On April 16, 1967, Dan Gurney and Parnelli Jones gave Bud Moore’s Mercury Cougars a 1-2 finish at Green Valley Raceway in Smithfield, Texas. It was the closest finish in Trans Am history, with Gurney winning by less than a yard.
Bud Moore’s Cougars were close at Daytona, with Gurney and Jones turning identical times in qualifying. The Green Valley 300 saw another dead heat in qualifying, with Gurney and Mustang driver Dick Thompson turning identical times to share the front row, with Jones a fraction of a second back in third.
The drive of the day was turned in by Jerry Titus, winner of the most recent race at Sebring. The Mustang driver hit a hay bale during practice and flipped. Titus was forced to run in a special qualifying race, which he won to start in the last row of the 30-car field.
Titus stormed through the field to take the lead, but was forced to pit due to extreme heat while leading on Lap 40. The Carroll Shelby crew dumped buckets of cold water over him in the pits. Refreshed, Titus again worked his way back to take a fifth-place finish – with relief help from Ron Dykes.
Titus’ stop gave the lead to Gurney. The American legend led the final 148 laps, although hounded by his equally popular teammate Jones all the way to the checkered flag. The official margin of victory was listed as “three feet” after nearly four hours of racing, with the front end of the Parnelli Jones’ Cougar caved in as the two stars took the checkered flag side by side.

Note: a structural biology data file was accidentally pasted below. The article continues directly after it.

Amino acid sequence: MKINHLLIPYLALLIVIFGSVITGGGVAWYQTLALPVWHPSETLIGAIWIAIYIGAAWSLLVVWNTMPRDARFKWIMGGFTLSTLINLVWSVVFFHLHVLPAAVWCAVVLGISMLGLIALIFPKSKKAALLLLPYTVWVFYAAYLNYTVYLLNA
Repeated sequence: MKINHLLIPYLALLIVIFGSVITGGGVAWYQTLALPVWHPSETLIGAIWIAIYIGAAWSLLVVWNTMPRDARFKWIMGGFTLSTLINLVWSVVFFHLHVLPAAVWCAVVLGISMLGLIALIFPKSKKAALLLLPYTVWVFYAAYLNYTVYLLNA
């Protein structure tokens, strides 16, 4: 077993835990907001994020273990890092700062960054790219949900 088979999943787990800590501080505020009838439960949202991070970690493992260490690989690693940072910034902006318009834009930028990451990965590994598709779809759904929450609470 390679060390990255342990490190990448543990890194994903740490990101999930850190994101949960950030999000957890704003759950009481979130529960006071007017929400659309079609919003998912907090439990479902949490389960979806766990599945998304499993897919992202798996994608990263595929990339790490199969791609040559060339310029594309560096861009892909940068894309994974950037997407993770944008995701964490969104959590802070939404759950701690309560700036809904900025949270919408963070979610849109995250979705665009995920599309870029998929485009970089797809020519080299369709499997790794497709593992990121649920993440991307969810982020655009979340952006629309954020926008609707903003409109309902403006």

Thompson placed third, three laps down. He was followed by Mark Donohue in a Camaro, another three laps in arrears.
Floridians John Pauly and Bill Bowman won the Under-2 liter division, sharing a Porsche 911.
Green Valley Raceway was a seven-turn, 1.6-mile road course located in North Richland Hills, Texas – near Fort Worth. It was part of Trans Am’s inaugural 1966 season, won by John McComb and Brad Booker in a Ford Mustang.
The layout made only one additional appearance on the Trans Am schedule. Bringing back a page from 1967, it was a 1-2 Lincoln-Mercury finish, as Willy T. Ribbs defeated John Jones in a pair of Jack Roush Mercury Merkurs. However, it was not quite as close as the 1967 event, as Ribbs led every lap and won by 28 seconds.